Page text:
The deceased, Jennifer Riordan, was the only victim when Southwest Airlines Boeing 737 blew an engine at 32,000ft during its journey from New York to Dallas, Sky News reported.
Mrs. Riordan was hit by shrapnel.
Image: Jennifer Riordan (right)
Mother-of-two Jennifer Riordan was a vice president of community relations for Wells Fargo bank and had been on a business trip.
Parts of the engine smashed the window next to Mrs Riordan and she was blown away even though some medical experts on the plane tried to drag her back inside.
Passenger Alfred Tumlinson said a man in a cowboy hat had rushed forward a few rows “to grab that lady to pull her back in”.
He added that the passenger “couldn’t do it by himself, so another gentleman came over and helped to get her back in the plane, and they got her”.
Another passenger had said that, from her waist up, Mrs Riordan was out of the plane.
The passengers were praised for their efforts to save Mrs Riordan, giving her CPR after they managed to pull her back in and plug the hole in the window.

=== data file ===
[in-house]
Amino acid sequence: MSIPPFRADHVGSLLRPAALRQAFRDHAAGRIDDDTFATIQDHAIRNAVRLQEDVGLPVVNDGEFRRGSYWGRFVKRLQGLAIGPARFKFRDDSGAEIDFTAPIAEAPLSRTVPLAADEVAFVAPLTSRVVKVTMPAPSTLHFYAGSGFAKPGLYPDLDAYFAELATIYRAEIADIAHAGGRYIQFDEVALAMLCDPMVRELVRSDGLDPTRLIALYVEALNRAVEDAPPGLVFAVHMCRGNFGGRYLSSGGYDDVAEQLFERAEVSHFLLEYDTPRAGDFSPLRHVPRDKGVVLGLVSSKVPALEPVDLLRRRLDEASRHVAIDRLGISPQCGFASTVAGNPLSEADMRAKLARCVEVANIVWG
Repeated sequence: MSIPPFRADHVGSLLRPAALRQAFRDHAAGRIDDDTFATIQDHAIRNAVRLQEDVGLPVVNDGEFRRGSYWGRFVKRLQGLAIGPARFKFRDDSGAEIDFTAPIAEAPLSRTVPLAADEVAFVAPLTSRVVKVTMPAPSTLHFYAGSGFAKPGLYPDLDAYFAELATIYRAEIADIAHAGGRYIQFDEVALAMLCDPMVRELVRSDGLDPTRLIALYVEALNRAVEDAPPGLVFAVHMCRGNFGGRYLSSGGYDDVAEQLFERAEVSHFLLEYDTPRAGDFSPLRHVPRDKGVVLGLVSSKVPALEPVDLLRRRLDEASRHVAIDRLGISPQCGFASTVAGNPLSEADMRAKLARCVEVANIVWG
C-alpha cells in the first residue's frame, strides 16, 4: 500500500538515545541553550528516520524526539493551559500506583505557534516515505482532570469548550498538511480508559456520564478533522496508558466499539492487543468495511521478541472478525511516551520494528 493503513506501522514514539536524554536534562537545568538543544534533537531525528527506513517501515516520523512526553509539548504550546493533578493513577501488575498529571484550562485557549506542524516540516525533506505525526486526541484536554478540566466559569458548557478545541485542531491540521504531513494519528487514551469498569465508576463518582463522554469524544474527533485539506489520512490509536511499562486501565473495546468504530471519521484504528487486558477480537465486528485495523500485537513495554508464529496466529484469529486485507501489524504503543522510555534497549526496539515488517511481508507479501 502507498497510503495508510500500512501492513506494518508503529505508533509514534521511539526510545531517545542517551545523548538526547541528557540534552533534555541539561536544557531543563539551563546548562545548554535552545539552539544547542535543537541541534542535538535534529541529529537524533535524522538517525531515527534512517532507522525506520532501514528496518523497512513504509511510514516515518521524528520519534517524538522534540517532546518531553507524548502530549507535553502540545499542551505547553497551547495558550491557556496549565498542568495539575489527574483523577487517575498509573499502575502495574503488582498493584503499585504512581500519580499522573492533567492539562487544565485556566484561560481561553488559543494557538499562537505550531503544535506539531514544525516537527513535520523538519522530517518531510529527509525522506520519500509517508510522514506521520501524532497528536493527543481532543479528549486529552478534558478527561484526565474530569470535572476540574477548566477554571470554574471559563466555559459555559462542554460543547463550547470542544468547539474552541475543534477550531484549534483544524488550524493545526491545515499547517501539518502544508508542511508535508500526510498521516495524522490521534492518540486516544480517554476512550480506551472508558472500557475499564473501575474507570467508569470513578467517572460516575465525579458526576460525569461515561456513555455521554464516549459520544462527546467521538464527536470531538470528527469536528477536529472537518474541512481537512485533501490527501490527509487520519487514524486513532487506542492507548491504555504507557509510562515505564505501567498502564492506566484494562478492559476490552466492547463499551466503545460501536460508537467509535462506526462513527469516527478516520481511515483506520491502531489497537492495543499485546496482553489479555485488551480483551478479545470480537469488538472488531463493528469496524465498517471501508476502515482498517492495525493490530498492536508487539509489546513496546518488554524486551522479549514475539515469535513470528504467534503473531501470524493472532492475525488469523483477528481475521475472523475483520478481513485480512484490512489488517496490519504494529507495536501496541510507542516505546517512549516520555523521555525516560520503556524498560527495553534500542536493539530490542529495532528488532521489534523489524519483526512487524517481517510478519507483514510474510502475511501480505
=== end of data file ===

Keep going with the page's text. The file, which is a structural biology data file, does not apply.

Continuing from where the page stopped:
Philadelphia Fire Commissioner Adam Thiel said the passengers had done “some pretty amazing things under some pretty difficult circumstances”.
Mrs Riordan was said to have sustained serious injuries on impact while seven others suffered minor injuries. However, she died later.
In a statement posted to Twitter, Southwest Airlines said there were 143 passengers on board, along with five crew members.
“We are in the process of gathering more information. Safety is always our top priority at Southwest Airlines, and we are working diligently to support our customers and crews at this time,” it said.
The plane involved was inspected on Sunday, the airline’s boss Gary Kelly told media, adding that the incident was the first in Southwest’s 51-year history.
She is the first passenger to die in an accident involving a US airline since 2009.
The National Transportation Safety Board said the engine showed evidence of “metal fatigue” and one of its fan blades was separated and missing.
NTSB investigators on scene examining damage to the engine of the Southwest Airlines plane. pic.twitter.com/2dyDzOW8pT
— NTSB_Newsroom (@NTSB_Newsroom) April 18, 2018
The airline is speeding up inspections of similar engines.